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have no one to sign their parole and put them to work. I have found employment for a score or more of these boys, and they have promised me upon leaving to go out and do, right. With one exception they all made good and are today respected citizens, an ornament to their community. Does not this system appeal to my reader? Is it not far better to send these men out into society when they are fit to enter society, than to have a judge give them a certain fixed sentence? Nearly all of the paroled men make good, and from observation I have learned that the indeterminate sentence law and the parole law are of immeasurable benefit not only to the men themselves in returning them to manhood, but to the state as well in safeguarding and protecting its citizens.



In this chapter I tell my reader of a great injustice, of a disgrace to our state. If a man has served a sentence in prison, no matter how long, he is upon his discharge, given a six-dollar suit of clothes, a fifty-cent shirt, a cheap suit of underwear, a two-dollar pair of shoes, a dollar hat, and five dollars in money. It matters not how cold it is, he gets no overcoat; nor does it matter were he was sentenced from, five dollars is all he gets, and if that will not buy his ticket home he will have to walk or fly, or get there in some other way. From the minute he boards the car at Lancaster he is known by his clothes as a discharged convict. Police officers keep their eyes upon him. When in prison everything was furnished, but now he has to look out for something to eat and a place to sleep. Before long his five dollars are gone. What will he do then? Is he much


to blame if he, unable to get work, commits another crime? Is not the state, in an indirect way, a party to the crime? Two years ago the legislature passed a law to give the outgoing prisoner ten dollars, but unfortunately they overlooked to appropriate funds for that purpose, thus the law was of no value.' It reminds me of a friend of mine, who was quite a hunter. He invited me up to his house to take dinner with him. He had shot a young, wild goose' and his good wife was preparing it for us. Long before we came to the house we smelled the goose cooking. While his wife was not looking, his neighbor's dog got the goose, much to our disappointment. Well, we managed to get along anyhow. It is the same way with the, boys of Lancaster. They had heard so much of the ten dollar bill they were to get and they saw the law enacted; but they never got the ten, they got only the smell of it, and they, too, had to get along somehow with the five only. And again at the 1913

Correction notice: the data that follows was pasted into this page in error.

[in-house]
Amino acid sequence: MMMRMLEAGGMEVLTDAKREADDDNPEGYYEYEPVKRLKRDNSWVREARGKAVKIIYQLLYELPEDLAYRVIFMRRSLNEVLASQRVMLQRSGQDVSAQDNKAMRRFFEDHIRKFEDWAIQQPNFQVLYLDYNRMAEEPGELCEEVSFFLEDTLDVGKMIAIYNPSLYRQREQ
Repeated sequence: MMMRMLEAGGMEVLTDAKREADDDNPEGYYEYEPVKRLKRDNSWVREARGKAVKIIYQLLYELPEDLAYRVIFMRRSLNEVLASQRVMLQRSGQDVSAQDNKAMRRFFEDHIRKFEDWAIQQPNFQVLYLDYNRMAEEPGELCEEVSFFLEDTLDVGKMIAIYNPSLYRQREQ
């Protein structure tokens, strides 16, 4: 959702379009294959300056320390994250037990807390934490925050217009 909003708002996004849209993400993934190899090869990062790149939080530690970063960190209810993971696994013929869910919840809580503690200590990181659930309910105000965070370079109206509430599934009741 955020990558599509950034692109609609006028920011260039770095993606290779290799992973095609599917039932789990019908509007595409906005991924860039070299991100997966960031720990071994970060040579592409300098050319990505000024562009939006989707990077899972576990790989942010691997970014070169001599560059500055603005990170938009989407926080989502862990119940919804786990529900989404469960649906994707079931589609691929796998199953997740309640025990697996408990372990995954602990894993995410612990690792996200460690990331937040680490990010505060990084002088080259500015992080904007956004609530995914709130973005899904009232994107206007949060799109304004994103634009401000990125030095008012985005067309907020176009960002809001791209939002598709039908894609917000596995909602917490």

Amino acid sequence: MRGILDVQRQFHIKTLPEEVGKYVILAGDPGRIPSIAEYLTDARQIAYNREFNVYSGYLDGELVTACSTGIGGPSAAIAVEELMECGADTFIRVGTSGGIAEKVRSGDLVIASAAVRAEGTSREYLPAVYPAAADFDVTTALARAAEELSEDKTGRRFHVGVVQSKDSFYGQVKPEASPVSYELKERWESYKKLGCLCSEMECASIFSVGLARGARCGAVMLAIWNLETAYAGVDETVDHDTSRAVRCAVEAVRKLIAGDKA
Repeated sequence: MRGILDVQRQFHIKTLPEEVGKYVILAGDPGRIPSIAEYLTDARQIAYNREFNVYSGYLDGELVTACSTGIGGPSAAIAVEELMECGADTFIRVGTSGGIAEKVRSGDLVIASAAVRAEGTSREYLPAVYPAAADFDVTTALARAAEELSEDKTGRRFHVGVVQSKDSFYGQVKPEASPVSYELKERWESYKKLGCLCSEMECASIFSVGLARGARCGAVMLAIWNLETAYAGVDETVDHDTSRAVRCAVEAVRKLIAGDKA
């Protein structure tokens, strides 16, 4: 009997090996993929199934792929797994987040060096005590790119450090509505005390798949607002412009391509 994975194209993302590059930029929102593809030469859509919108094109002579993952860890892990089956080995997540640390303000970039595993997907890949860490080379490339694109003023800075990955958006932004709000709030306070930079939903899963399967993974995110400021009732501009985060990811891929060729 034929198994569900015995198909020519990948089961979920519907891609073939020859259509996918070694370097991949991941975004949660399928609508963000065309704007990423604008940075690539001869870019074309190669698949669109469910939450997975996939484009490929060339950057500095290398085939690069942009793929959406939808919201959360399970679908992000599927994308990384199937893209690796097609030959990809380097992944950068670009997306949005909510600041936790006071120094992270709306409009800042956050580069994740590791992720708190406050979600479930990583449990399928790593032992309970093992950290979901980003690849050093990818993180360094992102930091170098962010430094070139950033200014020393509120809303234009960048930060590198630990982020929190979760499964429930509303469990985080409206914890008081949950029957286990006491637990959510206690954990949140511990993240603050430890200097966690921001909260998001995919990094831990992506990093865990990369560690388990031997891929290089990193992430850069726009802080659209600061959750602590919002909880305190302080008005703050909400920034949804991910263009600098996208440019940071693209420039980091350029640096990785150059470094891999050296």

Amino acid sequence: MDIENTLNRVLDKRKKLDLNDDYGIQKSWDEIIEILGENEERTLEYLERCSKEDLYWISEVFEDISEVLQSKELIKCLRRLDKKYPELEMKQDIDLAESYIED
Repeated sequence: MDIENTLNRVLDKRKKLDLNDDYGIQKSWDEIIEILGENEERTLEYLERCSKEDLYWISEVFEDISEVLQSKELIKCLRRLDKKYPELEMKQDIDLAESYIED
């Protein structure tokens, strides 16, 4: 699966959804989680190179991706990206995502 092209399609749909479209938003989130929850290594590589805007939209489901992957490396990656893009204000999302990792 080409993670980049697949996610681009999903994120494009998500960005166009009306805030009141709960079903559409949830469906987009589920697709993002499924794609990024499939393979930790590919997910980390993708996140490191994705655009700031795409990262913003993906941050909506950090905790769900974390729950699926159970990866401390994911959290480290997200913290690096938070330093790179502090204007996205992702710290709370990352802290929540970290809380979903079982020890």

session of the legislature, it went the same way. I made several trips to the state house and conferred with several senators. Some of them were surprised over existing conditions. Only one knew all about it; that was Senator Dodge of Omaha. The senators promised that they would do all in their power in this matter and they kept their promise; but someway, somehow, the bill went astray in the house, and again no appropriation. One good thing, however, about those sterling patriots who serve in our legislatures-they never forget to appropriate funds for their own salaries. That is usually the first number on the program, and not only is it the first, but is passed with an emergency clause, that those good solons will not have to wait for their hard-earned money. I will ask my reader, "What is the best for the state, as well as the cheapest in the long run-to give the outgoing boys five dollars and the cheap clothes, and then have many of them come back again as a ward of